But what the fuck, yeah? I mean 'the good old days'? What is that really supposed to mean? If there's some old system you want, you just go buy it on ebay or emulate it on your laptop or play downloaded versions of that system's games on a newer console. Lamenting the passing of good old 2D gaming? Through these means you can relive all the old shit OR just take a look at the dowload or portable spaces and see where 2D platforming and fighting and shooting lives again.

It's endless. I can't even keep up with it anymore. If you want to talk about games, gamers, or gaming, communities small and large are never futher away than your mouse opening up a browser. I can have an online conversation with a buddy in Australia and then go see what he's playing on his Xbox 360 right then, live. My son frequently puts on his headset to chat with one friend who's playing Fallout, while he himself is fighting seven other guys in a Halo retread!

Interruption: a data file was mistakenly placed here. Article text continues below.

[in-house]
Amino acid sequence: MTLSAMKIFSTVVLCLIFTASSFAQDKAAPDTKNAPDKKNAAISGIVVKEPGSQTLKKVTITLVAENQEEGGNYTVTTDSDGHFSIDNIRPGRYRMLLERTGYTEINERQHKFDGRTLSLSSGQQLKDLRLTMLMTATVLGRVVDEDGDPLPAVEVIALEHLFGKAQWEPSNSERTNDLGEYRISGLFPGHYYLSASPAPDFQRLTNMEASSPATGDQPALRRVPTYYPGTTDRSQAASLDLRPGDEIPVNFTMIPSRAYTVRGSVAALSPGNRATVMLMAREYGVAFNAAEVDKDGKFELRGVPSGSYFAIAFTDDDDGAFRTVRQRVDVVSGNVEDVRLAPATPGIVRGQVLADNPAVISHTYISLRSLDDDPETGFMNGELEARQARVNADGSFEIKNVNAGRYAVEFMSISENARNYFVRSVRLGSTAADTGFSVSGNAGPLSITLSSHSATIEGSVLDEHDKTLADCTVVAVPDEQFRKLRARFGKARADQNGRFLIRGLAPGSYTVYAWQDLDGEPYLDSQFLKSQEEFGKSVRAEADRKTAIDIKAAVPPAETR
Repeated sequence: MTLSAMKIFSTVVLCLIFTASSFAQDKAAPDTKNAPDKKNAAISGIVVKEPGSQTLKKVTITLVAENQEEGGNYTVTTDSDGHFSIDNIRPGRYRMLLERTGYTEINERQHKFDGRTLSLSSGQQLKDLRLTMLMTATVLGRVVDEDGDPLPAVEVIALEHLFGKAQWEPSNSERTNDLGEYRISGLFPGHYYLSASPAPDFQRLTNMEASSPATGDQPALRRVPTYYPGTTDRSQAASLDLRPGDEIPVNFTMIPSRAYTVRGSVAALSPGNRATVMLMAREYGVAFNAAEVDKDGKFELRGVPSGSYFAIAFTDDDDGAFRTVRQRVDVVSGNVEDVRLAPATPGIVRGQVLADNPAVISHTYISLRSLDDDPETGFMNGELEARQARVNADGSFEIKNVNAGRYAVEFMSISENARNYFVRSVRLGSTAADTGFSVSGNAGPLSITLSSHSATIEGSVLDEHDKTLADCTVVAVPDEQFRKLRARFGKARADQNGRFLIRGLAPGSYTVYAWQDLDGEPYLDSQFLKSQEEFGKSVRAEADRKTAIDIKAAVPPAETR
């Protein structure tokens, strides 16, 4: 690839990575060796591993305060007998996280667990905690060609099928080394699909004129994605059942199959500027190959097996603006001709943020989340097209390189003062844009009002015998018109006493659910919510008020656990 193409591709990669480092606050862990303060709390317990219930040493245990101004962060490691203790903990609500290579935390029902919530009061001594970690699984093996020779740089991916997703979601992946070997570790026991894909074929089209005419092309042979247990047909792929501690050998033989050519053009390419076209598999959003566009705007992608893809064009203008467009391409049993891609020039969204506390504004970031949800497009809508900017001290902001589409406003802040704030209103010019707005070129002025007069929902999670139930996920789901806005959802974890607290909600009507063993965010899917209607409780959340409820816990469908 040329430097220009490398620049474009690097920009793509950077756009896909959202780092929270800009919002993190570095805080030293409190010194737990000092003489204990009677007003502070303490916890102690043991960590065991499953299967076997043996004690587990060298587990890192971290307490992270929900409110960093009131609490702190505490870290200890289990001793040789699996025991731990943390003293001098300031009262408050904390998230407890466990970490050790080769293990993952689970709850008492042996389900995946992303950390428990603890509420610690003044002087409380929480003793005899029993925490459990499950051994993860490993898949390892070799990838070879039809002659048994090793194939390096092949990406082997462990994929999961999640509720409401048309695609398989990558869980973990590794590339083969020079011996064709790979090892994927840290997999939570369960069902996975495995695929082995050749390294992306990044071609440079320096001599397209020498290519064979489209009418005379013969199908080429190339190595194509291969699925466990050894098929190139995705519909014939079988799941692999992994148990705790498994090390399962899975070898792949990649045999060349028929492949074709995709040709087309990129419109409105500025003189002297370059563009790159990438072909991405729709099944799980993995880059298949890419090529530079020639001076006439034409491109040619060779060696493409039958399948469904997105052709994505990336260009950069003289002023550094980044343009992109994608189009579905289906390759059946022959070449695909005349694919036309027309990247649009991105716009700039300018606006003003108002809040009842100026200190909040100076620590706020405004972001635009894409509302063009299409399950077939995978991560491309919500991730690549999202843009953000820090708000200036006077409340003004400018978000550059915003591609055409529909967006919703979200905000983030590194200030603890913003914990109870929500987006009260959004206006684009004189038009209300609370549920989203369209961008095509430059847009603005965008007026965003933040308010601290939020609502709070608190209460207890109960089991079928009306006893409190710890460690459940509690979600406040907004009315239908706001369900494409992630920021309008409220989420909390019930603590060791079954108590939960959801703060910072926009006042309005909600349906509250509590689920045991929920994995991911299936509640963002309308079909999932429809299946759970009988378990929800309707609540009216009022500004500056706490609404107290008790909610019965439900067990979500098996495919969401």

Recently my kids have taken to the so-called social gaming scene. These are retardedly casual games that require little more than patience and the ability to resist spending real money on virtual objects. Tap Zoo, Bakery Story, etc etc ad nauseum. It looks like most of the 'fun' is in making friends and looking in on what other people are doing with their versions of the game. Not my cup of tea. But the point is that it is a whole new form and venue that doesn't even have an analog in the 'old days' of video games.